Molecule capable of halting and reverting neurodegeneration caused by Parkinson's disease identified

September 25, 2018
The small SynuClean-D molecule interrupts the formation of the alpha-synuclein amyloid fibres responsible for the onset of Parkinson's disease, and reverts the neurodegeneration caused by the disease. The study, headed by ...

Genomic dark matter activity connects Parkinson's and psychiatric diseases

September 20, 2018
Dopamine neurons are located in the midbrain, but their tendril-like axons can branch far into the higher cortical areas, influencing how we move and how we feel. New genetic evidence has revealed that these specialized cells ...

Gene therapy shown to remove core component of Parkinson's disease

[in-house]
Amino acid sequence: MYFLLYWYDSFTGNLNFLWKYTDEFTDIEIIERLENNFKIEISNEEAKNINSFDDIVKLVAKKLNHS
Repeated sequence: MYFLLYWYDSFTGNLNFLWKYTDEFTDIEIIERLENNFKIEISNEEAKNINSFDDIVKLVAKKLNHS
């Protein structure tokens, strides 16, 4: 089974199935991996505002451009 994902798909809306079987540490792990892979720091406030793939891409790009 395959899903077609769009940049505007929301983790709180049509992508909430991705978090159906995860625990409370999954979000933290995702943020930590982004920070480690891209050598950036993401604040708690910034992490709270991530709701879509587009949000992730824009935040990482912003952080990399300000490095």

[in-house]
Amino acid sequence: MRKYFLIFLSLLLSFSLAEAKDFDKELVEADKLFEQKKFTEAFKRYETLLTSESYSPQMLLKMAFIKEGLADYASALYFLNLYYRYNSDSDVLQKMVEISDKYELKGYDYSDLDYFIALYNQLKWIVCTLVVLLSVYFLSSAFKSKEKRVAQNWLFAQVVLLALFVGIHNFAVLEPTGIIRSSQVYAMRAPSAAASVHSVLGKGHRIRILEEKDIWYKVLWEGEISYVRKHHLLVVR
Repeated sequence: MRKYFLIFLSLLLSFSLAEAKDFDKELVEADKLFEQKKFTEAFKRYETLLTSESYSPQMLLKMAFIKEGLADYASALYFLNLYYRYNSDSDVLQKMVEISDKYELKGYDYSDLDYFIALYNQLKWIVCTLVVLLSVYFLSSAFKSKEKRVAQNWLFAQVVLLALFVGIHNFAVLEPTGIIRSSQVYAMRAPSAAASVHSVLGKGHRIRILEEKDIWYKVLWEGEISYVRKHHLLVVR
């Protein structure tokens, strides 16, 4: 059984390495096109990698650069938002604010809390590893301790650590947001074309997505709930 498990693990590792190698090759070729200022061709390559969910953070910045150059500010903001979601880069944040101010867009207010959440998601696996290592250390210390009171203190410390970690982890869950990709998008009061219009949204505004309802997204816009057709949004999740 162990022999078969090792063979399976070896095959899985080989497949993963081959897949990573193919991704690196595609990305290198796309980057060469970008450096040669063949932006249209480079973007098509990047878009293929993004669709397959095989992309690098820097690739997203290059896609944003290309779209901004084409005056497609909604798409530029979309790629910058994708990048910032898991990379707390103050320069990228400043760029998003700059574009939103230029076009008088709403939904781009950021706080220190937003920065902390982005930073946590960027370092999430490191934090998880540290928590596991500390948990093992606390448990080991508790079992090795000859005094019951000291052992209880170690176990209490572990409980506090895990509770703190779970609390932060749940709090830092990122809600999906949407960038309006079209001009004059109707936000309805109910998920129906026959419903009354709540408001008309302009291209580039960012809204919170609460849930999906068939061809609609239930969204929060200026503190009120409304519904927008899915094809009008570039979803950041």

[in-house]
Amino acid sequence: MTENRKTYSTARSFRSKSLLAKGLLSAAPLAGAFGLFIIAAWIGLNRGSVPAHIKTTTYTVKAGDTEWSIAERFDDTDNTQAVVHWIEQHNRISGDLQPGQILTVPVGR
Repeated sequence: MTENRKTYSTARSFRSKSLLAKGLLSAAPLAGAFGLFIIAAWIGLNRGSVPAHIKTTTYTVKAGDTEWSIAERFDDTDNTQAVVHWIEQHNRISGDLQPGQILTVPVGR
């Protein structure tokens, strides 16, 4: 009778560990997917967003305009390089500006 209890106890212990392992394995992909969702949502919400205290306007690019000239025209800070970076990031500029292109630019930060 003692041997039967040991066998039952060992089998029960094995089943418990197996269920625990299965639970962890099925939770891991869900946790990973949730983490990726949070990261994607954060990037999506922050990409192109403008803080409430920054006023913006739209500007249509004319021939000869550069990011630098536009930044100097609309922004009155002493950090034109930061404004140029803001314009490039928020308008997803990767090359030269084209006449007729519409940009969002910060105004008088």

September 14, 2018
An international team led by Rush researcher Jeffrey Kordower, Ph.D., has moved a step closer to developing a treatment to clear brain cells of a protein that is an integral cause of Parkinson's disease. The team published ...

ADHD may increase risk of Parkinson's disease and similar disorders

September 12, 2018
While about 11 percent of children (4-17 years old) nationwide have been diagnosed with attention-deficit hyperactivity disorder (ADHD), the long-term health effects of having ADHD and of common ADHD medications remains understudied. ...

0 comments

Please sign in to add a comment. Registration is free, and takes less than a minute. Read more

Click here to reset your password.
Sign in to get notified via email when new comments are made.